Dozens of Chicago writers can now be found standing together, big shoulder to big shoulder, at a new branch of the Chicago Public Library system in Irving Park. In a painted mural, famous faces from the past such as Gwendolyn Brooks, Ernest Hemingway, and Richard Wright loom with equal prominence to more contemporary writers such as Kevin Coval and Eve Ewing.
Local artist Don’t Fret created the mural, drawing from his own literary inspirations as well as a few names that the library suggested. Don’t Fret has created art inspired by Chicago’s lit scene in the past — you can find his giant mural depiction of Carl Sandburg’s “Chicago” poem in the West Loop. Once you know what to look for, you can also spot his work on walls all over the city, particularly in bars along the Blue Line.
The Independence branch (and the mural) debuted on Jan. 22. The mural can be found in a section of the library called the YouMedia teen space, where young students can play video games while writers such as Shel Silverstein and David Sedaris stare at them. The library also hosts Chicago literary themed events, including at least two separate events focusing on Nelson Algren throughout the Spring. (Algren is, of course, on the wall.)
I had the chance to enter the special YouMedia teen space (while it was teen-less) and take a few photos, which you can see below. Heads up — if you want to see the mural for yourself, you’ll need to ask for special permission.
Following the photos you’ll find a short Q&A I did with the artist over email, along with a full list of all the writers featured in the mural.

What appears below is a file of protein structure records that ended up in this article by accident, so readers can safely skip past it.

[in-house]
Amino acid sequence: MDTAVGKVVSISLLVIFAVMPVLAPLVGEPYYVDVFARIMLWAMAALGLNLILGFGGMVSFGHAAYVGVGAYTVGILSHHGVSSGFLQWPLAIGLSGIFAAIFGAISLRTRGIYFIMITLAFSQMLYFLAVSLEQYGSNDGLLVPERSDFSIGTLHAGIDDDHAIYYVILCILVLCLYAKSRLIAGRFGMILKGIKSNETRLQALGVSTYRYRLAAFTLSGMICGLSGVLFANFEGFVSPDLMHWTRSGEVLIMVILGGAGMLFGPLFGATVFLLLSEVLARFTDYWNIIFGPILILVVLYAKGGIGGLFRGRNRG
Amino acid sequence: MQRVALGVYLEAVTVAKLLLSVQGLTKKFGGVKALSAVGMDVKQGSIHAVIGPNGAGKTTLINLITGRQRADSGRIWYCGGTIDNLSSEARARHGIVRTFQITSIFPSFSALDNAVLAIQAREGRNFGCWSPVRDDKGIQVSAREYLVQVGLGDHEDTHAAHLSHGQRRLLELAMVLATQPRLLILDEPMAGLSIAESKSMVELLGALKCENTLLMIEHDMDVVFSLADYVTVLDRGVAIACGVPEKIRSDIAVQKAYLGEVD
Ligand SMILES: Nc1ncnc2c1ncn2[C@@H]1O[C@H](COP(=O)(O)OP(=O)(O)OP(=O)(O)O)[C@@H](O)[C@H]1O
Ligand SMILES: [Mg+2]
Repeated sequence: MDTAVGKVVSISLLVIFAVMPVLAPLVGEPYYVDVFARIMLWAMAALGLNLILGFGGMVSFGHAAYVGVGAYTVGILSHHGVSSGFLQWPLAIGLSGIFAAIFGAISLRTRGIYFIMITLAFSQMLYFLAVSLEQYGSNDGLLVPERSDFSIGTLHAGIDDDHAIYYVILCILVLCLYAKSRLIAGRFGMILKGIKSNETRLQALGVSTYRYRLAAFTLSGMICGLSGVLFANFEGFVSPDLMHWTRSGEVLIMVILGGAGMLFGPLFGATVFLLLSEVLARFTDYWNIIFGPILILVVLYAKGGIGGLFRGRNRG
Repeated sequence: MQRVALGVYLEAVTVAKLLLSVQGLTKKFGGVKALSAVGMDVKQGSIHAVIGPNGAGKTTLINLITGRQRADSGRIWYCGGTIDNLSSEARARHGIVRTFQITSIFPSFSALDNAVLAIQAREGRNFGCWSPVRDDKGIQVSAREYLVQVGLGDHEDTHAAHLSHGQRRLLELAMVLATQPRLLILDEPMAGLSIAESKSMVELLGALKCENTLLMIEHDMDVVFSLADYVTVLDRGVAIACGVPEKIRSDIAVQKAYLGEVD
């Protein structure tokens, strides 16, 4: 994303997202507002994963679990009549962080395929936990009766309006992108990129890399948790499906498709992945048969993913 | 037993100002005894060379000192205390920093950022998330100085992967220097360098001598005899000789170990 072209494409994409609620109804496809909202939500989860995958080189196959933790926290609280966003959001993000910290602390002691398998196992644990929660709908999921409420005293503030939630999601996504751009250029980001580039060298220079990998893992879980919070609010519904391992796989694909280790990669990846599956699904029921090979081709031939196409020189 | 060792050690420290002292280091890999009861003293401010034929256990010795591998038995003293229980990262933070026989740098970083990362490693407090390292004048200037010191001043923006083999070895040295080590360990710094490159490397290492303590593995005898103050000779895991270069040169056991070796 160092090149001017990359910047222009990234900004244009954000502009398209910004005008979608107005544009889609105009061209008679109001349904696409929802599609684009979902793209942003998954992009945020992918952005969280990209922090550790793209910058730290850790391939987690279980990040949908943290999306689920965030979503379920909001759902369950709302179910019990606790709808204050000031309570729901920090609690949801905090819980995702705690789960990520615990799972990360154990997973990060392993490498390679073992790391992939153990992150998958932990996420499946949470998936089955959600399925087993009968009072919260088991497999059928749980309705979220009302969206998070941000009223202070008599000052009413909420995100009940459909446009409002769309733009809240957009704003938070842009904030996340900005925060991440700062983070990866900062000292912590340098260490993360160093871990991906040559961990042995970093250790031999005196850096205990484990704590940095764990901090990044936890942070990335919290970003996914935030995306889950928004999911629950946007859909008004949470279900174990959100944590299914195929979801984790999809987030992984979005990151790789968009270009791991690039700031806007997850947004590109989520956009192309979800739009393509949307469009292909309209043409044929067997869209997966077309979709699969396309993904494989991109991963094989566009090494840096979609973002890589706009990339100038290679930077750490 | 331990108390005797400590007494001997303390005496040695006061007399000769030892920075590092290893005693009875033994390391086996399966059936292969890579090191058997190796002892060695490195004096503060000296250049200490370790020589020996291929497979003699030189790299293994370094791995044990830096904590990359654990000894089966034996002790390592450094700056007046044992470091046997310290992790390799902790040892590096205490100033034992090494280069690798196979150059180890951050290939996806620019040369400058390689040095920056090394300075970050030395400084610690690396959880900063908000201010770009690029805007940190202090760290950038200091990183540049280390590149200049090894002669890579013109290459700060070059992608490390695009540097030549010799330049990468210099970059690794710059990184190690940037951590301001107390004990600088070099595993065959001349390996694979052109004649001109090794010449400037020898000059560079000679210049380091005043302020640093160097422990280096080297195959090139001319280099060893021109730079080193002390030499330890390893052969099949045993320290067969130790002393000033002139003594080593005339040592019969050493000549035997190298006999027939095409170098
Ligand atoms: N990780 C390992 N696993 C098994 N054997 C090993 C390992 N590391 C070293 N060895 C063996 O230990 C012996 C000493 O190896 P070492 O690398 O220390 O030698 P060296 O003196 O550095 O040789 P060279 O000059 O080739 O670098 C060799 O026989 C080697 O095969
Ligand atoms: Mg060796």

CHIRB: The mural mixes both writers from Chicago’s past “renaissance” and the contemporary scene with Eve Ewing and Kevin Coval. Can you talk about the impetus to celebrate the newer faces along with the ones already with a place in the “history” of the city?
Don’t Fret: It seemed important to the project to obviously pay homage to the great history of writers and journalists in Chicago, but given the nature of the library (the wing I painted in is intended for teenagers), it seemed appropriate to reference contemporary writers that kids could relate to, hell, maybe even meet in person. They can’t talk about Instagram with Saul Bellow after all.
You also have a giant mural interpretation of Carl Sandburg’s “Chicago.” How have Chicago writers influenced or inspired your desire to create art?
Well, Carl Sandburg’s “Chicago” made an impression on me at an early age and has stuck ever since. Growing up in Wicker Park, as a high school student I started learning about Nelson Algren and how his work reflected my neighborhood and its past grittiness, a grittiness I saw the very end of. In college I was a bike messenger and would often hang out at The Billy Goat on lower Wacker, where Studs, Mike Royko, Algren, Ebert, would frequent. That’s how I started to learn about their work and it began to influence my thoughts on Chicago and making work in Chicago.
Will people be able to see your work in the upcoming third/last season of “Easy?” [Note: Don’t Fret designed logos for a brewery in the Chicago-based Netflix show “Easy”]
No spoilers. haha.
Anything else you want to add?
I hope the mural engages with kids and maybe exposes them to authors past and present that I wish I had had the opportunity to engage with when I was that age.
The full list of names on the wall:
Top Row, Left to Right:
Eugene Field Sr.
Bud Billiken (Willard Motley)
Frank Marshall Davis
Henry Blake Fuller
Edgar Rice Burroughs
Bottom Row, Left to Right:
Ida B. Wells